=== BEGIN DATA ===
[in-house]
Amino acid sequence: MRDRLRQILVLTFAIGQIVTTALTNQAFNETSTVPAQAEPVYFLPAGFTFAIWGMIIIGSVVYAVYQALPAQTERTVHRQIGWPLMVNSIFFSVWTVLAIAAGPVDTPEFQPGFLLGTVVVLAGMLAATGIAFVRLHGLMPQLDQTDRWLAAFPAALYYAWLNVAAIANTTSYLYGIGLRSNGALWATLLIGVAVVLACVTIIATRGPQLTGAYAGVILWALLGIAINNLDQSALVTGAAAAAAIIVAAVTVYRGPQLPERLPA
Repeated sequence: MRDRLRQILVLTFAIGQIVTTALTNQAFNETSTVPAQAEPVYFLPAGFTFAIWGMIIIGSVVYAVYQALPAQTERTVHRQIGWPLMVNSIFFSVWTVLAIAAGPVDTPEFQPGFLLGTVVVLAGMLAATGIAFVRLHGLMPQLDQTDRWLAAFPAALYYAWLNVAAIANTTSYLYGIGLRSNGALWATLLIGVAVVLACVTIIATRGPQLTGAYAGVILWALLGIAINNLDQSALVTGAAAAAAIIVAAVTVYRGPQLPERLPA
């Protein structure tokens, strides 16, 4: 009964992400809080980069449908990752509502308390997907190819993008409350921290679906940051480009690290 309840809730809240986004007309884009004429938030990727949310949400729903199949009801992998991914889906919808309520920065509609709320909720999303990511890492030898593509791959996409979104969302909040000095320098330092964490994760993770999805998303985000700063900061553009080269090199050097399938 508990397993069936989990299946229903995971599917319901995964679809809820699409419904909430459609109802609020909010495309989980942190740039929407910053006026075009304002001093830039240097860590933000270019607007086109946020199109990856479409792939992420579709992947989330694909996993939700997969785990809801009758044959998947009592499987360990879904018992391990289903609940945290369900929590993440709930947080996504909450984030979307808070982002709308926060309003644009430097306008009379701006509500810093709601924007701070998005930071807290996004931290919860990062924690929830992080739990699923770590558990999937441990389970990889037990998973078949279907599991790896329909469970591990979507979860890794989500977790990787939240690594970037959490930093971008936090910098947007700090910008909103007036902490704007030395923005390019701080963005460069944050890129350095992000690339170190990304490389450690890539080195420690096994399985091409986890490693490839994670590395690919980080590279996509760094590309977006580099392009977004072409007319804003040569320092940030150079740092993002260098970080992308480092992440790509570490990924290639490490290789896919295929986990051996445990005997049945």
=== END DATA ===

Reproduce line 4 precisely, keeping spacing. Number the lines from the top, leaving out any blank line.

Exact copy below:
């Protein structure tokens, strides 16, 4: 009964992400809080980069449908990752509502308390997907190819993008409350921290679906940051480009690290 309840809730809240986004007309884009004429938030990727949310949400729903199949009801992998991914889906919808309520920065509609709320909720999303990511890492030898593509791959996409979104969302909040000095320098330092964490994760993770999805998303985000700063900061553009080269090199050097399938 508990397993069936989990299946229903995971599917319901995964679809809820699409419904909430459609109802609020909010495309989980942190740039929407910053006026075009304002001093830039240097860590933000270019607007086109946020199109990856479409792939992420579709992947989330694909996993939700997969785990809801009758044959998947009592499987360990879904018992391990289903609940945290369900929590993440709930947080996504909450984030979307808070982002709308926060309003644009430097306008009379701006509500810093709601924007701070998005930071807290996004931290919860990062924690929830992080739990699923770590558990999937441990389970990889037990998973078949279907599991790896329909469970591990979507979860890794989500977790990787939240690594970037959490930093971008936090910098947007700090910008909103007036902490704007030395923005390019701080963005460069944050890129350095992000690339170190990304490389450690890539080195420690096994399985091409986890490693490839994670590395690919980080590279996509760094590309977006580099392009977004072409007319804003040569320092940030150079740092993002260098970080992308480092992440790509570490990924290639490490290789896919295929986990051996445990005997049945």